This UK law requires employers to cover the costs of PPE maintenance and repairs for all workers required to use them. This also puts responsibility on employers to ensure that workers are wearing the appropriate PPEs for any work being performed.

OSHA 1910.140 – Personal Fall Protection Systems

This OSHA regulation details the rules and regulations needed for all US states to follow when using, maintaining, and inspecting safety harnesses and other personal fall protection equipment. This also lists down the different gears needed for different tasks.

EN 361:2002

This regulation provides the necessary details and guidelines for the use of full-body harnesses when working at heights. Along with EN 358 and EN 355, EN 361 is one of the major regulations European countries refer to when ensuring safety for workers at heights.

What Should a Safety Harness Inspection Checklist Include?

A typical safety harness inspection checklist contains fields for the following:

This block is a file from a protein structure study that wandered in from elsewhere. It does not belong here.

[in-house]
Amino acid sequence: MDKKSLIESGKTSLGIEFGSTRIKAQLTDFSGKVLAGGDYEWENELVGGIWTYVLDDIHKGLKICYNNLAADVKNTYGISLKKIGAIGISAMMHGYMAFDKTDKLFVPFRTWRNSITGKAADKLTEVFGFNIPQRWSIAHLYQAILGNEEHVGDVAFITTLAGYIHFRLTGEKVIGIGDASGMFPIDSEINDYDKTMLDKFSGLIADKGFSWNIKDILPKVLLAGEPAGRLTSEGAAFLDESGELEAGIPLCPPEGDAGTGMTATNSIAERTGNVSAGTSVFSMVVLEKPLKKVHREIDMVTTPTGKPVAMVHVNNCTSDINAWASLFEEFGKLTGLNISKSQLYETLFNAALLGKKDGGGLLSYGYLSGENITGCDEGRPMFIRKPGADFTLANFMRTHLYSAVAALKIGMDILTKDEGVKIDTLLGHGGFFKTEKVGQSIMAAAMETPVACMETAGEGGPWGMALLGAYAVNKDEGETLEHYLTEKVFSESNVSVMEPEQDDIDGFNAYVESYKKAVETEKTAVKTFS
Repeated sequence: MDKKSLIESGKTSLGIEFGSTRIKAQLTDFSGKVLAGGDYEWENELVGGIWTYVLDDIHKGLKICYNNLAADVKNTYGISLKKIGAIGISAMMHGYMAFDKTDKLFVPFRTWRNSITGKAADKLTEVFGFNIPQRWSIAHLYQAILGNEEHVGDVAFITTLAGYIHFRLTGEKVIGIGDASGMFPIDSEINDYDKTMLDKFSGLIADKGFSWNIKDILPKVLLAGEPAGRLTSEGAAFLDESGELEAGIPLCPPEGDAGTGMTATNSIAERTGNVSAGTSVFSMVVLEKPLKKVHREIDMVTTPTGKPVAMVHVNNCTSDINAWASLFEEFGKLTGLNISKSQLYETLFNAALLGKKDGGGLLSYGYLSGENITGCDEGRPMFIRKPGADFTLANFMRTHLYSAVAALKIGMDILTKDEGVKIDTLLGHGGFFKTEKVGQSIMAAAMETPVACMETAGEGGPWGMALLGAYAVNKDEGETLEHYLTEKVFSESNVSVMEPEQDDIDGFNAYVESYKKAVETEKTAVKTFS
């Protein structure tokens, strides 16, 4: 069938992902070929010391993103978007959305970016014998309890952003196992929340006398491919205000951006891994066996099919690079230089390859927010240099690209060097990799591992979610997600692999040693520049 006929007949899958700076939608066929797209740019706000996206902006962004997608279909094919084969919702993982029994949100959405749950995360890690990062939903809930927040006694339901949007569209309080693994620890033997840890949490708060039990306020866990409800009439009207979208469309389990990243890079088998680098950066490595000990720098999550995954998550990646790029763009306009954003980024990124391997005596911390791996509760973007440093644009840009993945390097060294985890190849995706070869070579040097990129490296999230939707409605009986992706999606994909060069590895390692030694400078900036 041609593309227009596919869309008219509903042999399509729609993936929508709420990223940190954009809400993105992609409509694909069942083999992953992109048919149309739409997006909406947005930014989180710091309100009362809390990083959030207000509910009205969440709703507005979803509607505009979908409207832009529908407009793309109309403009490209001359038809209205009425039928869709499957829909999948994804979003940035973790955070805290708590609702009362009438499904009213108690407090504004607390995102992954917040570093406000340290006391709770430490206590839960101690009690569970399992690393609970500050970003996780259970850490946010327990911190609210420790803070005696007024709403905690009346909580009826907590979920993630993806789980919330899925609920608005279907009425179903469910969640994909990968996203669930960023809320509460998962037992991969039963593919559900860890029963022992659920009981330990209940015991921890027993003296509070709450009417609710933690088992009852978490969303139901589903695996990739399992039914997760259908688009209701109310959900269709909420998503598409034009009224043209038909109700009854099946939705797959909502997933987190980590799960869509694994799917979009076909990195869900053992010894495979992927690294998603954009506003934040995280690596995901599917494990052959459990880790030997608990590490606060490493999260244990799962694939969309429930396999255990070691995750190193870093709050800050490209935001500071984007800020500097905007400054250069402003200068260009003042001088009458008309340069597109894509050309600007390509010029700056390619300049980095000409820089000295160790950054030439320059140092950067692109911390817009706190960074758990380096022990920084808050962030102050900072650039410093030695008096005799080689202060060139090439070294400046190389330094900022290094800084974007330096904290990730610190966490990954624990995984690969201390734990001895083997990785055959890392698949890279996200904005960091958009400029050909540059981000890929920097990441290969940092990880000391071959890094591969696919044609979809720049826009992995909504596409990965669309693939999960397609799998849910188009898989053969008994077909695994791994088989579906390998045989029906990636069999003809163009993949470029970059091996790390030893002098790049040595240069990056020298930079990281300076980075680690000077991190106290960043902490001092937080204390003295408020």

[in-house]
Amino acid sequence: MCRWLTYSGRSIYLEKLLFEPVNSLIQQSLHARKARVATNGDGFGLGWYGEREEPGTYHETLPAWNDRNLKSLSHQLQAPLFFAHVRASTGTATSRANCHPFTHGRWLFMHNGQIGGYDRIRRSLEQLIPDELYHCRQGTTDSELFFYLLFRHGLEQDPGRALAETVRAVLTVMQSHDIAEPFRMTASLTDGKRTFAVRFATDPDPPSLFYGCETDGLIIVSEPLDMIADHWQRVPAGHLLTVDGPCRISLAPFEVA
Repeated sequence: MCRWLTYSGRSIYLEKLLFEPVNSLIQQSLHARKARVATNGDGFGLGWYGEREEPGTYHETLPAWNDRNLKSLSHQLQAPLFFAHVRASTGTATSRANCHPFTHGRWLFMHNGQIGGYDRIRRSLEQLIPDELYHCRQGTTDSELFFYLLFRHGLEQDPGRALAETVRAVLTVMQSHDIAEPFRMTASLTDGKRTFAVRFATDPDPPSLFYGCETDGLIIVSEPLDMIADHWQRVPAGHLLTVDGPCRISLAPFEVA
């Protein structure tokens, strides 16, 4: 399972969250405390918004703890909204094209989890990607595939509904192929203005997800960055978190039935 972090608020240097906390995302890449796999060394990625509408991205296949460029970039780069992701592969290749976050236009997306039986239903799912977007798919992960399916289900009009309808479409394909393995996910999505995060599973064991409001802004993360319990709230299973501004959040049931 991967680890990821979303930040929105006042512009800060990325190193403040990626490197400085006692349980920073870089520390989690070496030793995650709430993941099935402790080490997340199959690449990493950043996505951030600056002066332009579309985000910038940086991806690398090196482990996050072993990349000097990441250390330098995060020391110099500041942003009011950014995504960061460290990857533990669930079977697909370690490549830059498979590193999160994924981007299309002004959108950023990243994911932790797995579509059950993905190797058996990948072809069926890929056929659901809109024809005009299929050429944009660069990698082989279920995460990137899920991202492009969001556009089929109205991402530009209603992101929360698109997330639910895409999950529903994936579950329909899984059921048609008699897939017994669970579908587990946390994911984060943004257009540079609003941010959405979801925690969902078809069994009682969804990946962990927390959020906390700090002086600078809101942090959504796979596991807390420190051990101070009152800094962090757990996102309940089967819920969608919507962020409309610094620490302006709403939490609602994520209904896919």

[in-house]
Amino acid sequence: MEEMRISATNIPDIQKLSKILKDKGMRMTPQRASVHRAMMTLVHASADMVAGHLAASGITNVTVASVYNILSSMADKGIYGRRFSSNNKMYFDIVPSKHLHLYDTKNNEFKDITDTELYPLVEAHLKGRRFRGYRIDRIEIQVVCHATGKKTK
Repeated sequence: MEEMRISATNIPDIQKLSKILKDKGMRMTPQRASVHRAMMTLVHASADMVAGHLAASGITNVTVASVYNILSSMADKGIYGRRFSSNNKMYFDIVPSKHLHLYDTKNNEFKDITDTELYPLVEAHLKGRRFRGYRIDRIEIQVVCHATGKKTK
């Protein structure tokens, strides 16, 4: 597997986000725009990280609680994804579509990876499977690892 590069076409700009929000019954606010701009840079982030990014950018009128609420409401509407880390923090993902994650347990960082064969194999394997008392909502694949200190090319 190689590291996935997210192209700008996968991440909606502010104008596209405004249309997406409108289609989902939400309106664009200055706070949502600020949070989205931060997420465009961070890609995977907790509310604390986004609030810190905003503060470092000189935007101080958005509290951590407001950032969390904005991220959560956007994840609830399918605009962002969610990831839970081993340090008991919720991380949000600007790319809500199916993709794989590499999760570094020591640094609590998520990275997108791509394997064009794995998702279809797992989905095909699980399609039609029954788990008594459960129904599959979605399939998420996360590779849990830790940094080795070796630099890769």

• Date and time the inspection is being performed
  • Inspector name
  • Description of why a safety harness is necessary for the task
  • Task to be done
  • Photos of the equipment and safety harnesses to be used
  • Presence and condition of safety harness tags and their written model, date of manufacture, name of manufacturer, limitations, and warnings
  • Status of burn marks, damage, cuts, holes, cracks, deformities, and other issues on the harness, if applicable
  • Condition of hooks
  • Description of the type of lanyard used and its condition
  • Condition of lifelines
  • Recommendations
  • Signature for sign-off and validity

Here is a sample report from a safety harness inspection checklist for reference:

5 Safety Harness Inspection Tips

Inspect the following for fall prevention.

  1. Inspect labels and tags – Always check to ensure product labeling and tagging is legible and attached to the lanyard
  2. Webbings and stitching – Webbing should be free from cuts, broken fibers, and other damage. Visually check for damage across the entire length of the equipment
  3. Inspect all D-rings and metal parts – D-rings, buckles, rivets, and grommets should be free from cracks and deformities. Visually and physically check for sharp edges and distortions.